Carbon capture usage and storage has huge potential to play a vital future role in reducing emissions across a range of activities, but the technology has to be made more cost-effective to deploy at scale. That is why we have committed up to £100 million of public money in CCUS innovation in our clean growth strategy and why are working with the private sector and other Governments to drive up technological innovation and to drive down costs.
The clean growth strategy falls short of boosting the investment necessary to stimulate change in carbon capture and storage, and the industrial strategy Green Paper failed to mention it. In the light of the previous failure to deliver on Peterhead, what measures will the Minister announce to recover that investment?
The world has not yet decided to invest in traditional CCUS. There are 21 at-scale plants operating globally, of which 16 rely on enhanced oil recovery as a revenue stream. It is simply not cost-effective enough in its current form for us to commit large-scale investment. We have to get the costs down. We are now in a world where the private sector wants to invest, however, and I am sure we would both welcome developments such as Project Acorn, to which both the UK Government and the Scottish Government have committed funds.
The Minister does not like being reminded that the pulling of the £1 billion for the Peterhead project was a betrayal of the north-east of Scotland and the Scottish energy sector. She talks at the Dispatch Box about value for money, but the strike price of £92.50 at Hinkley is not value for money. When will the Government make real financial commitments to CCS in Scotland?
In the world I live in, £100 million is quite a substantial financial investment in CCUS. It is striking that the Scottish Government invested only £100,000 in Project Acorn, as opposed to our £1.3 million. The point remains that the technology is not cost-effective. Only six plants in the world are operating without additional revenue from enhanced oil recovery. We want Britain to be the technological leader and to develop cost-effective solutions. I hope that we can work together to achieve that aim.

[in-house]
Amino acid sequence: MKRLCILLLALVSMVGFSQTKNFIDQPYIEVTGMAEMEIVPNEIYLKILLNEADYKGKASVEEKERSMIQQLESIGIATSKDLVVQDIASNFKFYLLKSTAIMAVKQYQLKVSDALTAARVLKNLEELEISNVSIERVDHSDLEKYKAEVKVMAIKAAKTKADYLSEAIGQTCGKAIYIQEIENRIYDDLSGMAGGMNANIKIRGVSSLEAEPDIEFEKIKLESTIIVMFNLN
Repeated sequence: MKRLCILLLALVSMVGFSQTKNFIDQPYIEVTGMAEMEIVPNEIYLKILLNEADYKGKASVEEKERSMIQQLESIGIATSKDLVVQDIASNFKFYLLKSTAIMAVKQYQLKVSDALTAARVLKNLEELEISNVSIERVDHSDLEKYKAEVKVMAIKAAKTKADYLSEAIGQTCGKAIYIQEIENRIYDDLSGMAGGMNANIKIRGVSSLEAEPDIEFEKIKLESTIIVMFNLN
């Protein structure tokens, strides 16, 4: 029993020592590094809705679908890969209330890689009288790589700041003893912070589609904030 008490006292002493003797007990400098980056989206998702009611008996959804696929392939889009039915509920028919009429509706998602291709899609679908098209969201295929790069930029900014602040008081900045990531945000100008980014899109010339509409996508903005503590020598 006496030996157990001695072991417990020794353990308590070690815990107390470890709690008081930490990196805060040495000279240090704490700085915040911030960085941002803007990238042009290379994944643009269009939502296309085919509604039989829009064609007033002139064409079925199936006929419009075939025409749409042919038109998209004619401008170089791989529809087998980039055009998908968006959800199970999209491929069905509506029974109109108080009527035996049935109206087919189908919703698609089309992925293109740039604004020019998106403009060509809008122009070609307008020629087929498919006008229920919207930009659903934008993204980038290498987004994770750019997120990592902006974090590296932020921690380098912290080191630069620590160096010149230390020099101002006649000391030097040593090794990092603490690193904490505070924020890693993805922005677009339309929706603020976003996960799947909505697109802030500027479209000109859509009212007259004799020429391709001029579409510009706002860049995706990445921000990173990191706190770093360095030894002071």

I welcome the return to some consideration of CCS in the clean growth plan, after the Government’s dreadful mistake in cancelling the £1 billion UK CCS pilot plants in 2015. What discussions has the Minister had with her Norwegian counterparts on the prospects for UK-Norway collaboration on that country’s advanced plans for carbon sequestration in the North sea?
As the hon. Gentleman will know, Norway is currently a little bit unsure about the level of its own financial commitment. However, it has an excellent Energy Minister, with whom I have had multiple meetings and conversations. It seems strange to me that, having taken the hydrocarbons out of the North sea basin, we should not co-operate to put the carbon dioxide back, so there are frequent conversations. The hon. Gentleman will have seen the clean growth strategy, on which we would like very much to work with other countries—not just Norway, but the United States and Canada as well.
We have just heard about the broken promise to establish a world-leading carbon capture project at Peterhead. That is another betrayal of the North sea industry: £1 billion was never invested, and 600 jobs were never created. Is it not true that when it comes to the North sea, this Government are no good at anything except breaking promises?
Some might say that the Scottish National party is not very good at forecasting oil prices. As I have already said, no Governments have taken a very substantial bet in the past few years—I call it a bet because it is not cost-effective—but, as the hon. Gentleman will know, organisations such as the Oil and Gas Climate Initiative are asking us, “How can we work together in a public-private arrangement to deliver the best, most cost-effective solutions?” We need to create some technology that we can export, like the oil and gas services that have delivered such economic value in the North sea.
“An Oil and Gas Ambassador will be appointed to…promote” oil and gas
“around the world”.
However, the Under-Secretary of State for Business, Energy and Industrial Strategy, Richard Harrington, told the Press and Journal recently that it was a “good idea” but he was “not aware” of it. He said:
“It’s not crossed my desk”.
Whose desk did it cross? Or was it just another fantasy— a false promise from a “say anything, do nothing” Government”?
I can understand why there is not much solar installation in Scotland: it appears that the sun never shines north of the border.
I will take no lessons from the hon. Gentleman about support for the North sea, which is a vital industry. I cannot answer his point about the ambassador, but I shall be happy to discuss it with my colleagues.